A five-minute montage of snow-related mishaps was the central piece to one episode of a TV show. Home videos of people skiing off rooftops, crashing into objects while tubing, and slipping on ice brought laughter and applause from the studio audience and people watching at home. The laughter seemed to be loudest when it appeared that the people who wiped out deserved it because of their own foolish behavior.
Funny home videos aren’t a bad thing, but they can reveal something about ourselves: we can be prone to laugh or take advantage of the hardships of others. One such story is recorded in Obadiah about two rival nations, Israel and Edom. When God saw fit to punish Judah for their sin, Edom rejoiced. They took advantage of the Israelites, looted their cities, thwarted their escape, and supported their enemies (Obadiah 1:13–14). A word of warning came through the prophet Obadiah to Edom: “You should not gloat over your brother in the day of his misfortune,” for “the day of the Lord is near for all nations” (1:12, 15).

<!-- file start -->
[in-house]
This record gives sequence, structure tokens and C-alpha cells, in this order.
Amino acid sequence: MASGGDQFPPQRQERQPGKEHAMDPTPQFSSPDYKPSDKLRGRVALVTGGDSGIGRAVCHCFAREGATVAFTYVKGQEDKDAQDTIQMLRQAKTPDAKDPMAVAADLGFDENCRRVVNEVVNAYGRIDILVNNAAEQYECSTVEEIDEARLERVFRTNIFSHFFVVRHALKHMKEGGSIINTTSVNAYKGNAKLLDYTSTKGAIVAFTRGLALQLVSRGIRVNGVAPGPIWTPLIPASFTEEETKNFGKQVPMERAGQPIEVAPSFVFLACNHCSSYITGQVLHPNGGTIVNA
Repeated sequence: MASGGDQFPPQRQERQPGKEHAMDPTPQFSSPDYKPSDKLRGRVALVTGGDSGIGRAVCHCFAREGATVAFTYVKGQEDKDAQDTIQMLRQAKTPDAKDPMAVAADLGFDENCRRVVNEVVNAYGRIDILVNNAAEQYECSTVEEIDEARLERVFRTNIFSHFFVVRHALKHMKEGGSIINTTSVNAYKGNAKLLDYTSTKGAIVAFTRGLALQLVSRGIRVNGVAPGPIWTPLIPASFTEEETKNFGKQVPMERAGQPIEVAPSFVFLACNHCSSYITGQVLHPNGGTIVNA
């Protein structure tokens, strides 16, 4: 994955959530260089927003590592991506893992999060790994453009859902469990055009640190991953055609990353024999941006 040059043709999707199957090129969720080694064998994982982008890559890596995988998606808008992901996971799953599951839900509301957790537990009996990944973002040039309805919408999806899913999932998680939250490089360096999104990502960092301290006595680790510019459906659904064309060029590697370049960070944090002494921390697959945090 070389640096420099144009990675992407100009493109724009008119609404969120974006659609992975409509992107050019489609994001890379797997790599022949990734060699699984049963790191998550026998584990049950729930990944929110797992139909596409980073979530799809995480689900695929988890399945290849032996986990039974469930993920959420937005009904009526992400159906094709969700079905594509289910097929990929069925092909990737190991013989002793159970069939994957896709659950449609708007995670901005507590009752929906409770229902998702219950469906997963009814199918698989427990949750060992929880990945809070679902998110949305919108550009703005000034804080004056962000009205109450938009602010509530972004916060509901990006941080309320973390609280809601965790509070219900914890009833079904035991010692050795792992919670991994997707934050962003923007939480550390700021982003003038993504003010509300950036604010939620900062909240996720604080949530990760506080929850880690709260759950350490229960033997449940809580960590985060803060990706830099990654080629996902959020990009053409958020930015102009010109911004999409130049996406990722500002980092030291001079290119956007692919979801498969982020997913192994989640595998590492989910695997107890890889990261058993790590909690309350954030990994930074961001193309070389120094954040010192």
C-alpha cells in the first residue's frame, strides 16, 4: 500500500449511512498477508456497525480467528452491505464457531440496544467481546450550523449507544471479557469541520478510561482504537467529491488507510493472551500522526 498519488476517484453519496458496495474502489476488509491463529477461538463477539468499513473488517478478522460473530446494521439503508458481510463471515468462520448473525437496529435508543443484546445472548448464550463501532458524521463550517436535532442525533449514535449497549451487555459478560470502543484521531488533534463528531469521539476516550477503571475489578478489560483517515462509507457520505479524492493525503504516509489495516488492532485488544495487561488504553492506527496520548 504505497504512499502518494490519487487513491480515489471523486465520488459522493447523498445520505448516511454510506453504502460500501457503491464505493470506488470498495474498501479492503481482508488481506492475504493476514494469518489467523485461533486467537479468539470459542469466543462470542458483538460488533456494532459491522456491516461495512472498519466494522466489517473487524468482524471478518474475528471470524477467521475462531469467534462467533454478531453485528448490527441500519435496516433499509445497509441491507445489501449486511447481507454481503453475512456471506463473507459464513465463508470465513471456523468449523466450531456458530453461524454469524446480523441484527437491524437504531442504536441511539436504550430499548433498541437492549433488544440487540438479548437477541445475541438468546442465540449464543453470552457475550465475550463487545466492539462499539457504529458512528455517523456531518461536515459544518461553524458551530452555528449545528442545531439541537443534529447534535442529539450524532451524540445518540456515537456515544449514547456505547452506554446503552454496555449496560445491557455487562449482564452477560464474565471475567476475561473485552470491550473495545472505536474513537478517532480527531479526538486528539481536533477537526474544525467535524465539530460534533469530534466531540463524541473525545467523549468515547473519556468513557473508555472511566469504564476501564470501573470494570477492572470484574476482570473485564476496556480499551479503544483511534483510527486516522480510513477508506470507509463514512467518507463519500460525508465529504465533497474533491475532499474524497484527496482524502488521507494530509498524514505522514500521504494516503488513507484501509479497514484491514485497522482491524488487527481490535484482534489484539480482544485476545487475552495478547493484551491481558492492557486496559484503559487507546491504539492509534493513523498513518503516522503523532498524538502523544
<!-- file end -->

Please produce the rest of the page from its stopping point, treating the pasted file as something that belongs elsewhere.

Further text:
When we see the challenges or suffering of others, even if it seems they’ve brought it upon themselves, we must choose compassion over pride. We’re not in a position to judge others. Only God can do that. The kingdom of this world belongs to Him (v. 21)—He alone holds the power of justice and mercy.